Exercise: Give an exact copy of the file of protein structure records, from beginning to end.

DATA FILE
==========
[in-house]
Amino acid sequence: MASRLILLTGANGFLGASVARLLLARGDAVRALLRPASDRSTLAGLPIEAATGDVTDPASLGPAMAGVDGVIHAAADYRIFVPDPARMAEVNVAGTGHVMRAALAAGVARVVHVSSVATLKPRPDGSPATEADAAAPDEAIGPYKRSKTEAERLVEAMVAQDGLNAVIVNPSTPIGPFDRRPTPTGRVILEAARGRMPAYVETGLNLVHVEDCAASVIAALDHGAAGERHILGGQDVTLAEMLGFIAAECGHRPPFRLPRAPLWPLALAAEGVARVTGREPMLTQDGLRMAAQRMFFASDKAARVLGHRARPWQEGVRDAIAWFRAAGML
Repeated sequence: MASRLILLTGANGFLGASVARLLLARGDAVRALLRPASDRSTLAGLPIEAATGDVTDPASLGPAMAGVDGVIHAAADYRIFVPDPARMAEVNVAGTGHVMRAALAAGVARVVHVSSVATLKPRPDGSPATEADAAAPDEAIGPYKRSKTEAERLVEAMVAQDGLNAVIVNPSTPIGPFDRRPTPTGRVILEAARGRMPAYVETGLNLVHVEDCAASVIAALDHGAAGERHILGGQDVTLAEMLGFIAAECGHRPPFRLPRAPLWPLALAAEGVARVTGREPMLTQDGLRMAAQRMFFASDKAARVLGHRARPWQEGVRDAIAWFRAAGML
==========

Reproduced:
[in-house]
Amino acid sequence: MASRLILLTGANGFLGASVARLLLARGDAVRALLRPASDRSTLAGLPIEAATGDVTDPASLGPAMAGVDGVIHAAADYRIFVPDPARMAEVNVAGTGHVMRAALAAGVARVVHVSSVATLKPRPDGSPATEADAAAPDEAIGPYKRSKTEAERLVEAMVAQDGLNAVIVNPSTPIGPFDRRPTPTGRVILEAARGRMPAYVETGLNLVHVEDCAASVIAALDHGAAGERHILGGQDVTLAEMLGFIAAECGHRPPFRLPRAPLWPLALAAEGVARVTGREPMLTQDGLRMAAQRMFFASDKAARVLGHRARPWQEGVRDAIAWFRAAGML
Repeated sequence: MASRLILLTGANGFLGASVARLLLARGDAVRALLRPASDRSTLAGLPIEAATGDVTDPASLGPAMAGVDGVIHAAADYRIFVPDPARMAEVNVAGTGHVMRAALAAGVARVVHVSSVATLKPRPDGSPATEADAAAPDEAIGPYKRSKTEAERLVEAMVAQDGLNAVIVNPSTPIGPFDRRPTPTGRVILEAARGRMPAYVETGLNLVHVEDCAASVIAALDHGAAGERHILGGQDVTLAEMLGFIAAECGHRPPFRLPRAPLWPLALAAEGVARVTGREPMLTQDGLRMAAQRMFFASDKAARVLGHRARPWQEGVRDAIAWFRAAGML